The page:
The first article, “Dimensions of State Politics, Economics, and Public Policy,” by Sharkansky and Hofferbert used factor analysis to describe the relationship between various political, policy and socio-economic dimensions. This article was very hard for me to follow, as I do not have a good grounding in factor analysis and all its implications. However, one sentence that struck me as important was in the conclusion.
“While these findings add to the inquiry data political and economic determinants of public policies, they offer little encouragement to those who would seek to expand the level and scope of public services by manipulating one political or structural characteristic of state government.” (879)
This statement seems to address itself to the structural characteristics that were described in the article: voter turn-out, party competition or apportionment. However, this statement could also be used to describe the initiative process, because the initiative process can be described as a structural characteristic of state government. If the information and data that Sharkansky and Hofferbert used is correct, then the statement would seem to be that you cannot change the level and scope of public services by manipulating the initiative process.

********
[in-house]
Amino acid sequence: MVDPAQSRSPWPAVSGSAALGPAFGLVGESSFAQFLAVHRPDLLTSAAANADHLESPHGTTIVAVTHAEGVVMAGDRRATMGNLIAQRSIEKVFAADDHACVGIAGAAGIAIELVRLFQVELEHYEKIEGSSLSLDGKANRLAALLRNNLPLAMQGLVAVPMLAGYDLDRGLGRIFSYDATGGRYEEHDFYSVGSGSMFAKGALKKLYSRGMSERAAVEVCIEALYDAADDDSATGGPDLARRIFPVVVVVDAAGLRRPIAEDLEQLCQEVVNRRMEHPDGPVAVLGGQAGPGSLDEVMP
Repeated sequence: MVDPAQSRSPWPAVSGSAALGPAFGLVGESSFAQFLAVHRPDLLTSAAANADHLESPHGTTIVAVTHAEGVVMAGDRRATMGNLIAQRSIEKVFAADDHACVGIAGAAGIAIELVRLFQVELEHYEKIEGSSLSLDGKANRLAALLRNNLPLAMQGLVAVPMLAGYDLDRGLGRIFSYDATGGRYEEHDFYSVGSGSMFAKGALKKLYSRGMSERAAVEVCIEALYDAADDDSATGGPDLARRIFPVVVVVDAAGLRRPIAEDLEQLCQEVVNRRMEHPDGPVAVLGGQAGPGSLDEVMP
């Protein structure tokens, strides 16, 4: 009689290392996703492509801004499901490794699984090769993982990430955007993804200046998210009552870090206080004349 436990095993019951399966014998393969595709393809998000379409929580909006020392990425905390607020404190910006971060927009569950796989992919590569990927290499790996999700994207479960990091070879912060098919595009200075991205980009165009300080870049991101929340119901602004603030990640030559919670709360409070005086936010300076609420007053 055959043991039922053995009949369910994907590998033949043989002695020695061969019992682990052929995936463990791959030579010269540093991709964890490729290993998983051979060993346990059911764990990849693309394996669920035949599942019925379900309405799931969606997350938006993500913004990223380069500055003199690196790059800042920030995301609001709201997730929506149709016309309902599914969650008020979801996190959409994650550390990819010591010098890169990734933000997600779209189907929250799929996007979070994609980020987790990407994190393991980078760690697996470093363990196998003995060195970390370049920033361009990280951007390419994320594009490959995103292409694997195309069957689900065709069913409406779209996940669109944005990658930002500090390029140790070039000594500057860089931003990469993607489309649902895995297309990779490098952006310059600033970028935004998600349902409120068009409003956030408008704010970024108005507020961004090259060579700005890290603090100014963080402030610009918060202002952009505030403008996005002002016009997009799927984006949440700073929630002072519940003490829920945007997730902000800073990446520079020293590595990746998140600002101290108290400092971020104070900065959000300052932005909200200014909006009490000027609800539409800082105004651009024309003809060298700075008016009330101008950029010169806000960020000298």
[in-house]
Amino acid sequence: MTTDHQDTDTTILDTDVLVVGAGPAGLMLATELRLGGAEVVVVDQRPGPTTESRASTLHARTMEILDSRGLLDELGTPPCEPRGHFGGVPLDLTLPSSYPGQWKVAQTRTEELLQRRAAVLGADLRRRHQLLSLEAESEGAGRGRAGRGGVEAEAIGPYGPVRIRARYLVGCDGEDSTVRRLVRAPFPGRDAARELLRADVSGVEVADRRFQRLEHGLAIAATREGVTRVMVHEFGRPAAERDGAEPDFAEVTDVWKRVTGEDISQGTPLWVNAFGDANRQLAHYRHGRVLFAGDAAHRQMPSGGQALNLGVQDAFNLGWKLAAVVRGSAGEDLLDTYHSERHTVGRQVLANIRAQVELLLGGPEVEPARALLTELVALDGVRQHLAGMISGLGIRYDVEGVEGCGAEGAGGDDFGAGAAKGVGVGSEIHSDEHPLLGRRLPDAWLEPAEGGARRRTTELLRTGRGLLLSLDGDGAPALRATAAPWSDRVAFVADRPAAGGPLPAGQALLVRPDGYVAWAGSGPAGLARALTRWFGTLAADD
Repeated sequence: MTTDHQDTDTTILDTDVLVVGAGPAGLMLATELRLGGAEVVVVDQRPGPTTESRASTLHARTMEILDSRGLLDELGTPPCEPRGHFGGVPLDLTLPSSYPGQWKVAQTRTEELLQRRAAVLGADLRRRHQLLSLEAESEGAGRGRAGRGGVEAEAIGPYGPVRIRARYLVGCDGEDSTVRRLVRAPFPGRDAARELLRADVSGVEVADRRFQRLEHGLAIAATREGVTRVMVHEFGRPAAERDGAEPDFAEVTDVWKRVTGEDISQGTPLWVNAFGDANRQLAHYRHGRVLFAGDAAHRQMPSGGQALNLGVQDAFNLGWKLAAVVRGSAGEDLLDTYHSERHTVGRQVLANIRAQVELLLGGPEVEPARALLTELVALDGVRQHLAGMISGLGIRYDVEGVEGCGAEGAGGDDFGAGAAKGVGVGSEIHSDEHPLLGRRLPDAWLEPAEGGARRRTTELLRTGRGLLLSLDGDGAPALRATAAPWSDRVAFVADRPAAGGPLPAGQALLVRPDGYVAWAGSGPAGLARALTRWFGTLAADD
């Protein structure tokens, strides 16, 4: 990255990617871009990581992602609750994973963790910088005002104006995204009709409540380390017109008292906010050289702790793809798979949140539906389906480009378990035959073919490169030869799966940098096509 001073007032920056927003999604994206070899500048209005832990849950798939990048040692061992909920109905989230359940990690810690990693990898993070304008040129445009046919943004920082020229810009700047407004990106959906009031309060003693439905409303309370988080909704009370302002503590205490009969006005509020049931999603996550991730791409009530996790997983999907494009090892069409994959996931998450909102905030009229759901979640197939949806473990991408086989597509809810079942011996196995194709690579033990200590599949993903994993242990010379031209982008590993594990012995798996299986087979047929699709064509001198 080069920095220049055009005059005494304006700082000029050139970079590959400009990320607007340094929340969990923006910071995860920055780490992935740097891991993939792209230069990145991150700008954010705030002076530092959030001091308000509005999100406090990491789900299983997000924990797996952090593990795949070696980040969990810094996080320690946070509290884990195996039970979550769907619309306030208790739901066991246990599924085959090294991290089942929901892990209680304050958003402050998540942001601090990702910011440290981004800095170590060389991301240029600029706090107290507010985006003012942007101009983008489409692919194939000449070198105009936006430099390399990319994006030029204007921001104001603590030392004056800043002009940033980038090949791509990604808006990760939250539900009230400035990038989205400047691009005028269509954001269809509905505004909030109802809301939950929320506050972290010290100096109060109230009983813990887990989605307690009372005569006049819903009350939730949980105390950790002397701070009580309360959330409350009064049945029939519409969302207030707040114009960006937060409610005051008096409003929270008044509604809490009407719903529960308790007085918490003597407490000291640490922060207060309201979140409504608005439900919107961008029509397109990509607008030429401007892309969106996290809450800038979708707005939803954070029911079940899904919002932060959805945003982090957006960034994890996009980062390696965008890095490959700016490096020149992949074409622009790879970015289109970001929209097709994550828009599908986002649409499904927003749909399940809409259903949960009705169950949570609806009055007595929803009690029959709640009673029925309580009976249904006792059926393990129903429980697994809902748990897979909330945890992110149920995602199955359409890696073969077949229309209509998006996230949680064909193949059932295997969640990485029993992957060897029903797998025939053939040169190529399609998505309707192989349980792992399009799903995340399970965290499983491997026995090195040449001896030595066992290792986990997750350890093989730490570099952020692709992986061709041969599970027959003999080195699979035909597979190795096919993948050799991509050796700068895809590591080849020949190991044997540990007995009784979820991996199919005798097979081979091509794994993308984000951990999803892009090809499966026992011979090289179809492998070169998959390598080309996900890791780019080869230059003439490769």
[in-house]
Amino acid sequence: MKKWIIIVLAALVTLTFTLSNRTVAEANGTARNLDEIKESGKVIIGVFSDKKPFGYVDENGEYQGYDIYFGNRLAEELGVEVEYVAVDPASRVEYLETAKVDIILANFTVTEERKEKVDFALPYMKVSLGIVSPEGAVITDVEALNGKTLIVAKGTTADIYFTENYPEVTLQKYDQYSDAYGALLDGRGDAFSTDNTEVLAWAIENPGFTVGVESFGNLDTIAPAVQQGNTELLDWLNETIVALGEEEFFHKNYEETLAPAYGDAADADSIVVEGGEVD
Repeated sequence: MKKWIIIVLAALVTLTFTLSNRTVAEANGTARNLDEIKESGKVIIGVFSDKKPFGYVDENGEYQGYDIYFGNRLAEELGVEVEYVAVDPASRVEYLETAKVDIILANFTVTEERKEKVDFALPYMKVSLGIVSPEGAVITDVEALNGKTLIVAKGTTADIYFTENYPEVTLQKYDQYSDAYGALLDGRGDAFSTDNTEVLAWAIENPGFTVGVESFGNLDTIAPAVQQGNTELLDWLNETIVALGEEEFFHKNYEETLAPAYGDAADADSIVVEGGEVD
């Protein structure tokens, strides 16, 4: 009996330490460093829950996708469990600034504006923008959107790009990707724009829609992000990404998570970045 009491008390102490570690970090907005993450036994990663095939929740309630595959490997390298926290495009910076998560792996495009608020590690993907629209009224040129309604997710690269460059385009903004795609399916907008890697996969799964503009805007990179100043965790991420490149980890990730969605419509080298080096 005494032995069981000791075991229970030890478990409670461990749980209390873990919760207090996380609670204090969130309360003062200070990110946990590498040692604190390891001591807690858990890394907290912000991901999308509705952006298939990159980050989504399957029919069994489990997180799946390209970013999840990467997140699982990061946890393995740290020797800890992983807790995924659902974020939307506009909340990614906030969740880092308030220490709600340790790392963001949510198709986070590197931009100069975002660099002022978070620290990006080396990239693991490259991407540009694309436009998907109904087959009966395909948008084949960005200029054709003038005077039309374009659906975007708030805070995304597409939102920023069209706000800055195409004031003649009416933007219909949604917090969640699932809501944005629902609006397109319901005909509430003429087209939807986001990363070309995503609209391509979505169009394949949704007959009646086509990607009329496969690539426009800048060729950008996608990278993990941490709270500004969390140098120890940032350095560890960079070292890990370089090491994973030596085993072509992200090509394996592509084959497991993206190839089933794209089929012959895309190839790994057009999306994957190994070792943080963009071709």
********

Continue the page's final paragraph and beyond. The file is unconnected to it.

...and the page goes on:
That statement seems to be something at Camobreco would agree with. In his article, “Preferences, Fiscal Policies, and the Initiative Process” Camobreco examines whether the initiative process produces fiscal and taxation policies that are closer to the views of the median voter than would be produced in a system without the initiative process. Camobreco, like Sharkansky and Hofferbert, is trying to find a tie between the political, policy and economic aspects of state government.
Camobreco finds no link between the initiative process and the policy opinions of the median voter when the initiative deals with fiscal or taxation policy. This seems to mirror the findings above. This requires the assumption that changing the level or scope of a public service can be expressed in terms of fiscal and taxation policy. This is clearly a link that Camobreco finds in his study of taxation and fiscal policy burdens and redistribution. So Camobreco studied the initiative process as a structural characteristic of state government. Through those studies he found that there is not a change to the level and scope of public services by manipulating one aspect of a structural characteristic of state government (the initiative process). These two articles are in agreement. An additional point that both articles make is that the status of their theories may depend on what type of policy is being studied.